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MAE: “This isn’t a Moment. This is a Movement.”

Photo courtesy StockUnlimited

Story by Andi Davis

The Mississippi Association of Educators (MAE) recently surveyed teachers across the state to gauge their opinions on the 2019 legislative session.  The results of the survey indicate educators were, by in large, disappointed in the $1,500 increase in pay for assistant and certified teachers. According to the MAE, the raise was both “insulting” and “disappointing”.  

Related: Governor signs $1,500 teacher pay raise bill

The MAE stated other areas of discontent ranged from lawmakers underfunding public education to adjusting teacher licensing requirements to help address the teacher shortage.  

The group also criticized lawmakers for approving $2 million in additional funding for the state’s ‘Education Scholarship Account’ program, which was inserted into an appropriations bill in the final days of the session. The MAE says that the funds will be “redistributed to private schools” instead of being used to fund special education in public schools. 

The MAE sent out the survey as they search for ways to voice their displeasure with the state of public education in Mississippi. When offered a variety of actions, the majority of respondents selected to either rally at the Capitol before the end of the school year, to campaign for pro-public education candidates, or to participate in a one-day statewide “sickout”.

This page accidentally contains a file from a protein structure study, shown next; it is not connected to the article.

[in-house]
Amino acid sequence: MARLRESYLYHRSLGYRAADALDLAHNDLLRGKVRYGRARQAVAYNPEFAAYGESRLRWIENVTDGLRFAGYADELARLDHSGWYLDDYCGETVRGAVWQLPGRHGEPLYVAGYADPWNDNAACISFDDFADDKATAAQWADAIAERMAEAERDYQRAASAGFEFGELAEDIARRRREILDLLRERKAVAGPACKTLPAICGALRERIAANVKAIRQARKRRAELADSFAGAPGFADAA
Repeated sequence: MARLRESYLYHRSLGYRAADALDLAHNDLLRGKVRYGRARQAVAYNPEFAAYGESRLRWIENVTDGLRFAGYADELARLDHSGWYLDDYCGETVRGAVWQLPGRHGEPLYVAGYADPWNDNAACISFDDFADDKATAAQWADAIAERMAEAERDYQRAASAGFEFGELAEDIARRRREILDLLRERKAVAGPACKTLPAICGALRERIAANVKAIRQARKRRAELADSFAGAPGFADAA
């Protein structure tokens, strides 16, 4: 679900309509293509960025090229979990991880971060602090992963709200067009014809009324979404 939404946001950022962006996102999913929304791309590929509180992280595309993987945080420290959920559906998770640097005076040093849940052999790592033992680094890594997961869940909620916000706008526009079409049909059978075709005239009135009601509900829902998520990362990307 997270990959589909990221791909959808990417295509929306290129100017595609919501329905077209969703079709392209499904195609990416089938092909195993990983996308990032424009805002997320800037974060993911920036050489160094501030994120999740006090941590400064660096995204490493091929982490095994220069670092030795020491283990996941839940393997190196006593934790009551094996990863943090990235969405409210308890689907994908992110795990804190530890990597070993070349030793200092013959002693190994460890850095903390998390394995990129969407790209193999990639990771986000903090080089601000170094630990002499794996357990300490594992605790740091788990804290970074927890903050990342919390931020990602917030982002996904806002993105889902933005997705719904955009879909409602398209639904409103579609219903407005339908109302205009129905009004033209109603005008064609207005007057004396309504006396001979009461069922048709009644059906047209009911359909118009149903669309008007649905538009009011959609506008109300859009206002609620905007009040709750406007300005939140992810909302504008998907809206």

Regarding the survey, MAE President Joyce Helmick released the following statement.

“Educators and public education supporters from every corner of the state were highly engaged in this legislative session. Despite this high level of engagement, the legislature chose to largely ignore the needs of Mississippi’s educators and students. Educators made their frustration known then and have continued to use their ‘teacher voice’. We wanted to ensure that voice was united and amplified.”

“The Survey on Teacher Action was created to help determine the best way to move forward together as we continue advocating for our educators, our students, and our communities. The survey’s findings will guide the drafting of an organizing plan that will be implemented now through the 2020 legislative session.”

To view the survey in its entirety, click here –  MAE Survey

The survey results indicate that the majority of the 500 respondents are from Hinds, Desoto, and Gulf Coast counties.

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